The Networking Rule I Didn’t Know I Was Breaking for YEARS
I help people network their way to their dream jobs for a living, so it surprised me to learn that I was guilty of making a huge networking no-no for years.
Some background: I’m a big believer in making connections. Informational interviews, one-on-one meetings, and referrals are essential to navigating the modern job market, so I’m always pushing my clients to foster new relationships. At the end of every one of those coffee conversations, I advocate for my readers and clients to wrap up with a final set of questions: “Who else do you know who I should be connecting with on this? And would you be willing to make an e-introduction?”
But what I failed to realize until recently is that in facilitating connections for others, I was missing a step that left some people feeling bombarded and put in a tight spot.
In striving for email efficiency, I would skip right ahead to looping in two new people who didn’t already know each other onto the same email thread with an email that went something like this:
Subject: Rachel <> Jordan
I wanted to introduce you to my friend, Jordan, who’s an incredibly talented political communications professional looking for her next job. I can attest to the fact that any organization would be lucky to have her, and given your experience in the industry, I thought you might be able to give her the scoop on any new opportunities you’re hearing about.
Jordan, feel free to take it from here!
Seems innocuous, doesn’t it? I figured if Rachel was too busy to respond she simply wouldn’t, or she could draw the boundaries that felt right for her.
But I came to realize — thanks to a few helpfully assertive colleagues of mine — that this actually skips over an important courtesy: gaining consent before making an introduction.
Have you ever been on the receiving end of an email like the above? How about a dozen? As your visibility rises, so too does pressure on your time, and I found many colleagues of mine were feeling bombarded by messages like these. It’s frustrating to be continually asked to volunteer your time in this manner, and under pressure to be helpful to a complete stranger or risk being seen as standoffish.
In my effort for efficiency and helping others build their networks, I lost sight of an important priority: maintaining respectful relationships within my own network.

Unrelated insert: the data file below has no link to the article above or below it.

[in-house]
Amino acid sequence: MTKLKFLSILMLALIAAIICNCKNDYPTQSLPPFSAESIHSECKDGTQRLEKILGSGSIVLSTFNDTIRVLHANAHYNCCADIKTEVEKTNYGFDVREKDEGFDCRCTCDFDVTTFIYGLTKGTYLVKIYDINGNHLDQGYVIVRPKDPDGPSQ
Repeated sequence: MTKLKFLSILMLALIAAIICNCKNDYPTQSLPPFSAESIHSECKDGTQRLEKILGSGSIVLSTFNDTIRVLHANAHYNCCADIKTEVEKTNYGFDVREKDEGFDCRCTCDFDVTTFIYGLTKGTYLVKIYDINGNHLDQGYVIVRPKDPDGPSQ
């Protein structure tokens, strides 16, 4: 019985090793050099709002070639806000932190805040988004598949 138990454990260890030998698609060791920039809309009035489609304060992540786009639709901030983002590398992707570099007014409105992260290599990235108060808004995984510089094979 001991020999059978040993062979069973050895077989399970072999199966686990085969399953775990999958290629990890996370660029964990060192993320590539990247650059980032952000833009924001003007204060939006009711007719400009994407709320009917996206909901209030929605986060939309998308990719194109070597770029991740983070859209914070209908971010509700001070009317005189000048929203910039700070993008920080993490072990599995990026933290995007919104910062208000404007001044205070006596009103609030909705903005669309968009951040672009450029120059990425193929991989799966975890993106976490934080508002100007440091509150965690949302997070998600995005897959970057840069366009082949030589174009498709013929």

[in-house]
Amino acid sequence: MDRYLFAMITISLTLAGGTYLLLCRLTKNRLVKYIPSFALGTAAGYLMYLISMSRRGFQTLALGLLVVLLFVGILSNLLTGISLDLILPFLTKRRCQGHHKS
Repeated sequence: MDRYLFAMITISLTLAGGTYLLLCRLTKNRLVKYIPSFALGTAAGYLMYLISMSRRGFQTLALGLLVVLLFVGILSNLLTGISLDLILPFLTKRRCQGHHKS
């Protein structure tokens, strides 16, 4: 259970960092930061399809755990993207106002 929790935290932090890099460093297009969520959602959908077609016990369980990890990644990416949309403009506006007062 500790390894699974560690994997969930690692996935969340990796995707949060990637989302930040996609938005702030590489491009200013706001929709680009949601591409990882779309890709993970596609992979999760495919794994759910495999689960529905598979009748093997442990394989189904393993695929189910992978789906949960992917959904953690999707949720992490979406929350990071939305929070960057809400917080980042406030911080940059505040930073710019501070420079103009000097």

I posed a question to my Facebook following about this issue and realized that many folks have strong feelings about email etiquette surrounding e-introductions.
“Do you feel it necessary to ask permission before making an email introduction between two people?” I asked, “Or does that just add to inbox clutter?”
Here are just a few of the emphatic reactions that question yielded:
“ I absolutely ask permission. I find that, 9 times out of 10, folks will agree, but it helps me be respectful of my friends’ and colleagues’ time, and also gives them space to say no if they’re not in a place where that request is something they can do.”
“I just had a [conversation] with someone about this. She prefers that someone ask permission first, so that she isn’t being emailed by people/strangers she doesn’t feel like she can/wants to help.”
“I absolutely ask permission, exactly because people are inundated and it’s the polite thing to do. And then there’s the whole data privacy thing, too.”
“I wish people would ask permission. I often get introduced and am not able to help… and then the person is frustrated.”
“I always ask permission so that the person can judge if/whether they want to be connected. I definitely appreciate when people ask me because it’s important to me to be responsive and follow up with people — which means that sometimes I’m just not able to be connected to someone because of other things that I have going on.”
I’m not perfect, but have since made efforts to change my approach and make sure that I’m not being careless in my attempt to be a timely connector.
If you haven’t already implemented this approach, keep in mind that in making connections, quality trumps quantity. It’s not just about expanding your network, it’s about fostering real relationships that have mutual respect at the core. Asking consent before connecting members of your networking is how we can live true to our respectful intentions.